Don’t Blame Facebook!
Last night, Channel 4 screened a documentary at 10pm entitled Don’t Blame Facebook, which detailed stories of a number of people in the UK who have been caught out by what they have posted on social networks. From a guy who was refused entry to the US on holiday for tweeting that he couldn’t wait to ‘destroy America’ (meaning that he was going to have a good time), to another who was arrested and charged after posting videos of himself street racing up to speeds of 120 miles per-hour, each account ended in disastrous consequences.
What particularly caught my interest was a woman’s story, also regarding a video recording placed on YouTube, that resulted in her soon-to-be employer withdrawing a job offer. A huge puddle often appeared on one side of a particular piece of road, meaning cars either had to drive on the other side of the road to avoid it, or drive through it creating a log flume-like spray over the pavement. In the video, the lady was driving and her partner videoed their journey down the hill and into the splash zone, soaking a group of children who were standing at the side of the road. The couple maintained that local children wait there to purposefully get wet (and that’s what it looked like to me), but once shared to the world online, the abusive messages and complaints started to gather throughout the video’s comments, within hours. Before too long, the police were involved, with the global media reporting on the ‘cruelty’ as well as the fine and licence points that she received.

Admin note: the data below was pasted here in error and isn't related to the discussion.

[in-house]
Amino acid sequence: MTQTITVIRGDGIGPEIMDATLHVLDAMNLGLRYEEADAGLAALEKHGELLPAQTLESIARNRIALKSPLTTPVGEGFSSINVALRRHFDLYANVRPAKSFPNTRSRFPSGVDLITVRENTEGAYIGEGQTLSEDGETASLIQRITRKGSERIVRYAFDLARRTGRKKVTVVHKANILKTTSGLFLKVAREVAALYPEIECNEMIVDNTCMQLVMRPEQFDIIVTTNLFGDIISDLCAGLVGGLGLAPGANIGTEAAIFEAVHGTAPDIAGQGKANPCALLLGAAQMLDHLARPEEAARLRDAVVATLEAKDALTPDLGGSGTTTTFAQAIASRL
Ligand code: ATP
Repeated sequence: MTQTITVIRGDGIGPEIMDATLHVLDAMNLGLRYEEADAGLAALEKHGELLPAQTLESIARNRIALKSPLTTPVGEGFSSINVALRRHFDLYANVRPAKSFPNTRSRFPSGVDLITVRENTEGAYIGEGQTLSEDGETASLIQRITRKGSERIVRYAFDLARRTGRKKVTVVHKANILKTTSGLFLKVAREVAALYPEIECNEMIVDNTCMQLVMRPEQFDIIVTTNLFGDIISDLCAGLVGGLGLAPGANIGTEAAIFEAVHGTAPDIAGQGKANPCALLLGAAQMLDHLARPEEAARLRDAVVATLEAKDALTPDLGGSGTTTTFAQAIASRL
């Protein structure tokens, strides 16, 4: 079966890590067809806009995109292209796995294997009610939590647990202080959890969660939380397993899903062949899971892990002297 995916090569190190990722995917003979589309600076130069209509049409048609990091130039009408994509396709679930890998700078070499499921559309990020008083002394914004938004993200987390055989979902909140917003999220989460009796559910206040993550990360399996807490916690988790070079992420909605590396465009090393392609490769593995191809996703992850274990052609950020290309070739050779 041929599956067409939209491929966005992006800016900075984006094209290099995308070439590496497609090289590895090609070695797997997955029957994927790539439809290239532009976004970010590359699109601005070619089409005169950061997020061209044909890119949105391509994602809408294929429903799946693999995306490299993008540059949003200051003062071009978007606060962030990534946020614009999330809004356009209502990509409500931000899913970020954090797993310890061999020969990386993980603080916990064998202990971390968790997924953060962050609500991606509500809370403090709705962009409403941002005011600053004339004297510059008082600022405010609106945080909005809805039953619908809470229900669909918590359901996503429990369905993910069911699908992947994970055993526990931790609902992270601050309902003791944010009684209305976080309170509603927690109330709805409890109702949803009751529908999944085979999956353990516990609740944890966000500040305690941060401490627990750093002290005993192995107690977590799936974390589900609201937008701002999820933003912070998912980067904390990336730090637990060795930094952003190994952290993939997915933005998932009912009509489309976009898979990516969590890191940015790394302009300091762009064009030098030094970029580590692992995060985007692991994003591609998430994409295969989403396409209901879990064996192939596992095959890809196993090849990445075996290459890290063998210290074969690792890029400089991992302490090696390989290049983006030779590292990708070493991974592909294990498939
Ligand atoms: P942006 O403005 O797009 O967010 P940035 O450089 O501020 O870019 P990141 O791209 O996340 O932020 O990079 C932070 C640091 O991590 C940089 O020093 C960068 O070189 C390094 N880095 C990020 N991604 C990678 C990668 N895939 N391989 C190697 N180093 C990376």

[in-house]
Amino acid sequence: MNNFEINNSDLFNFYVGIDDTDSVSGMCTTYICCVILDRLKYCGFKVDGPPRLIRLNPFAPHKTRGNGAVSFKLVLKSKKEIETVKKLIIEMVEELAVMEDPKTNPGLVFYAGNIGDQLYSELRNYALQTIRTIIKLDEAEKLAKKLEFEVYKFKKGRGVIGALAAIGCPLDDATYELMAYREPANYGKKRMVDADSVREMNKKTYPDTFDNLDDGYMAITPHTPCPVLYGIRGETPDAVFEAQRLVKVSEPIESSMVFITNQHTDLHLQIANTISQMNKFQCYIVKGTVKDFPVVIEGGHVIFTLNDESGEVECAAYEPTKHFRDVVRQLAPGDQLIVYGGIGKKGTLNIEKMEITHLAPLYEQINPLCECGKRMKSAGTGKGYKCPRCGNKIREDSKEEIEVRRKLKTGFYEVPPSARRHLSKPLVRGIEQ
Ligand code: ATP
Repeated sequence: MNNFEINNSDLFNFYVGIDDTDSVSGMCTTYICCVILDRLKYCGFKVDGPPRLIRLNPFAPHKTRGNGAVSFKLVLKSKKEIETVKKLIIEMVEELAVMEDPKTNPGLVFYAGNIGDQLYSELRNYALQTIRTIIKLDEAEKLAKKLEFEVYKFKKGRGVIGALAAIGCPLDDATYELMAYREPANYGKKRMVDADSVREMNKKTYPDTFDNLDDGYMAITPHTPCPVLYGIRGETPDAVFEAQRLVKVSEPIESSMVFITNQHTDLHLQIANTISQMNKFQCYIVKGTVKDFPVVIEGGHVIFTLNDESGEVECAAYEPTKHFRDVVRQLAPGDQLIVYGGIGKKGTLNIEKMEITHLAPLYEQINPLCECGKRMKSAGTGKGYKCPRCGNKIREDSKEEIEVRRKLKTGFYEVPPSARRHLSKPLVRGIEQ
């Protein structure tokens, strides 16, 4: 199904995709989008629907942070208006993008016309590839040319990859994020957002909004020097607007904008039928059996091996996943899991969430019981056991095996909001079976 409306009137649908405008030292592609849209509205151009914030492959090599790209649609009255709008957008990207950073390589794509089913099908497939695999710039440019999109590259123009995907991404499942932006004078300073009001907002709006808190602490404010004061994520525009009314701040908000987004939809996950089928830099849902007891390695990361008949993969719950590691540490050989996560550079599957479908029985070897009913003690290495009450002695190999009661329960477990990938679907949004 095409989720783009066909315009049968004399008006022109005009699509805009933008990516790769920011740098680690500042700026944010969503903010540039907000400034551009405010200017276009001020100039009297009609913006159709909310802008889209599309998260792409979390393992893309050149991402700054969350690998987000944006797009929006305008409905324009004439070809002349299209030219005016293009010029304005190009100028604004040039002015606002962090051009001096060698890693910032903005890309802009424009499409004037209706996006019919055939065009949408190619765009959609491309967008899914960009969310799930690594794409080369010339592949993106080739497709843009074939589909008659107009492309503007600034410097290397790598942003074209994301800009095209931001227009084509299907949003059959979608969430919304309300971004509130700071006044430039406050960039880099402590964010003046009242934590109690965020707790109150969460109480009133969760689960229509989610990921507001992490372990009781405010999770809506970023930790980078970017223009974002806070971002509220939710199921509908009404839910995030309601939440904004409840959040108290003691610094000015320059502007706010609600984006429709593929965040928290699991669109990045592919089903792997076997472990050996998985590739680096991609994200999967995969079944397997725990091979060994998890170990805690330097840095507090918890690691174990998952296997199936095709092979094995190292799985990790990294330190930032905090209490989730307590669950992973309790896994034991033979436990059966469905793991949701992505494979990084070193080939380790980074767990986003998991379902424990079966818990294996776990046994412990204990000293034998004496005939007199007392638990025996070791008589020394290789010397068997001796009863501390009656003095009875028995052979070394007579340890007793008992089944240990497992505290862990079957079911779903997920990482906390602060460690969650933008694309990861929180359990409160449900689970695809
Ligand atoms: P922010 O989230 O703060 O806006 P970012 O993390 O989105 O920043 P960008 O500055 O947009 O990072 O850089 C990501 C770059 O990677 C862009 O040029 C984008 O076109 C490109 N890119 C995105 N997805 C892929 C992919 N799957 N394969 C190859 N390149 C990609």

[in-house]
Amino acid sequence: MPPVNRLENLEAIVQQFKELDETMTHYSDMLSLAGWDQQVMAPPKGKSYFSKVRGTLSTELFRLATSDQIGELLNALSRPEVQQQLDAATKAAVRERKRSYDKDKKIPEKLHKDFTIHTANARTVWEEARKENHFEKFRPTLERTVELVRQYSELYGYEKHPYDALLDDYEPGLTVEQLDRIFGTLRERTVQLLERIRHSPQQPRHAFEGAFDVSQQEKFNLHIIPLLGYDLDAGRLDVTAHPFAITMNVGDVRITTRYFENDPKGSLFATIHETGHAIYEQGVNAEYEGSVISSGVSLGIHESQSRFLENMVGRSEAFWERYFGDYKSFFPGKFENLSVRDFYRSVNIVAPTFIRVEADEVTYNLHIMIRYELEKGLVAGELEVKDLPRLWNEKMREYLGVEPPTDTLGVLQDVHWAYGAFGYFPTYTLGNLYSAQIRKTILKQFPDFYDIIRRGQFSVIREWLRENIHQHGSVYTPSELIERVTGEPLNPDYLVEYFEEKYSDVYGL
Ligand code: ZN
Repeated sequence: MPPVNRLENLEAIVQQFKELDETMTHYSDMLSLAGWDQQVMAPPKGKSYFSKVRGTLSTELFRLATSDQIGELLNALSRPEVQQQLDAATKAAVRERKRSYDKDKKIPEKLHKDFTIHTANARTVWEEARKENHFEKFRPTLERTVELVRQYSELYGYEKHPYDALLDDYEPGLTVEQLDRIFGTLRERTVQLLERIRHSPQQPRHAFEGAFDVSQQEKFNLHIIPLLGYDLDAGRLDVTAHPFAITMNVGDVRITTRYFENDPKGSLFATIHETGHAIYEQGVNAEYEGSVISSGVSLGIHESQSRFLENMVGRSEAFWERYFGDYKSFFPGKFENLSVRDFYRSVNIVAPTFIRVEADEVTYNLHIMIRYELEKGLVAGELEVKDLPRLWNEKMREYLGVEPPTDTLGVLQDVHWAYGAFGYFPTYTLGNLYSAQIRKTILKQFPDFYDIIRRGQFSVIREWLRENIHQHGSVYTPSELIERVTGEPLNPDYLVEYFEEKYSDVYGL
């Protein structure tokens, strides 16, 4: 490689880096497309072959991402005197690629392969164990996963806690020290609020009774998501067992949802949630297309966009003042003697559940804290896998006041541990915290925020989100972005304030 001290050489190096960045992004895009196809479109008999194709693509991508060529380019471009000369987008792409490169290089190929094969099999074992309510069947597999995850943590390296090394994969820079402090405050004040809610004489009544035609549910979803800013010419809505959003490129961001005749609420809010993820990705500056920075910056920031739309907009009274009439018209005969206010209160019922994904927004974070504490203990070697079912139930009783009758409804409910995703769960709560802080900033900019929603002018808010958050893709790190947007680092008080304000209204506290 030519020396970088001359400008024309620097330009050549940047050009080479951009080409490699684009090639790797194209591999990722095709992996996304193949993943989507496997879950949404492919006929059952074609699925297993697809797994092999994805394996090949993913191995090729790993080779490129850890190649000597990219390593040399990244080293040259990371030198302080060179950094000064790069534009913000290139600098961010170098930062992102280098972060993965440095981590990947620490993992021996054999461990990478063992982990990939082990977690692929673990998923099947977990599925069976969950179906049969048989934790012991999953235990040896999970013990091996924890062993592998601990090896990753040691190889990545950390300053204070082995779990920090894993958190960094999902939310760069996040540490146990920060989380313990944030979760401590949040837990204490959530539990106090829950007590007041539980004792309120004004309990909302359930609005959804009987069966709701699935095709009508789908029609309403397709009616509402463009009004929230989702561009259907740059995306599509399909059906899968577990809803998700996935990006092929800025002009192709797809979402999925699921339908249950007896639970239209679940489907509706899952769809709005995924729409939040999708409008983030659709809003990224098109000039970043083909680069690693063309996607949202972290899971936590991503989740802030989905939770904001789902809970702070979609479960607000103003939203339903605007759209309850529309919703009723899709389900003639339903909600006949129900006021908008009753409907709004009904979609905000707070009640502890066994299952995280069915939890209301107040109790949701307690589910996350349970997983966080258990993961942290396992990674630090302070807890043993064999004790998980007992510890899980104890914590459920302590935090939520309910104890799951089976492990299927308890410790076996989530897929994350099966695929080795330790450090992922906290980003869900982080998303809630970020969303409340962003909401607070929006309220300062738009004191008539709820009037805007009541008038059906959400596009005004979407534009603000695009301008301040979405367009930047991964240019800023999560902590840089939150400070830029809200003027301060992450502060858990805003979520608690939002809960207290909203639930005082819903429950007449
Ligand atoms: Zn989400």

A new job looking after disabled children that had already been offered to the lady and accepted was mysteriously revoked shortly after due to cut backs, but she found out the truth a couple of months later - the video and media attention made the company change its mind about her. Whilst the examples in the programme are on the extreme side, there is a real chance that any one of your videos, boos, tweets or photos, that you think is harmless and funny, will go viral… and the attention is clearly not always positive. Whatever your personal views, political stance or sense of humour, there will be someone out there who thinks the complete opposite and your actions or intentions can easily be misconstrued, twisted or even dismissed. So, please carefully consider what you share in the public domain through social networks, it’s not just brands that should be protective of their reputations.